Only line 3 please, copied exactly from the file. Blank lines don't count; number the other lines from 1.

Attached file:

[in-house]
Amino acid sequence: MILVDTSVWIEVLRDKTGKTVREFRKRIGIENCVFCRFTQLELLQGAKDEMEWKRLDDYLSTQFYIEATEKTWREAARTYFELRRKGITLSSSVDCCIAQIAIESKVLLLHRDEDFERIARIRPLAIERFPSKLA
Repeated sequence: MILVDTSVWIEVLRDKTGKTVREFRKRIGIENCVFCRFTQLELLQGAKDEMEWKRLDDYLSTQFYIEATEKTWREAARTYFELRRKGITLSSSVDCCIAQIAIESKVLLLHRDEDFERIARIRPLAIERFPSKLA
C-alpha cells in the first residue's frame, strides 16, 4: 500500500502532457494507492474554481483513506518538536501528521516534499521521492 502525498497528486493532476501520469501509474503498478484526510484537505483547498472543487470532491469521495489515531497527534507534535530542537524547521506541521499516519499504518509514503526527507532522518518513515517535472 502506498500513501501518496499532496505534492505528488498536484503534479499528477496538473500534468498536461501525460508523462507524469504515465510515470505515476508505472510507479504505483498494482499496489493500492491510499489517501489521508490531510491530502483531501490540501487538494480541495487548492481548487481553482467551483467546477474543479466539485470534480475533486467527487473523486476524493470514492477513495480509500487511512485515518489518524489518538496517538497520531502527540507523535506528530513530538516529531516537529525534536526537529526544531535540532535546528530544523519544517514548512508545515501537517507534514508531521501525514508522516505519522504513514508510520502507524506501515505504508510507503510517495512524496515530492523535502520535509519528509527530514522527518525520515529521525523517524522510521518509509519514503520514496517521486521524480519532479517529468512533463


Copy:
Repeated sequence: MILVDTSVWIEVLRDKTGKTVREFRKRIGIENCVFCRFTQLELLQGAKDEMEWKRLDDYLSTQFYIEATEKTWREAARTYFELRRKGITLSSSVDCCIAQIAIESKVLLLHRDEDFERIARIRPLAIERFPSKLA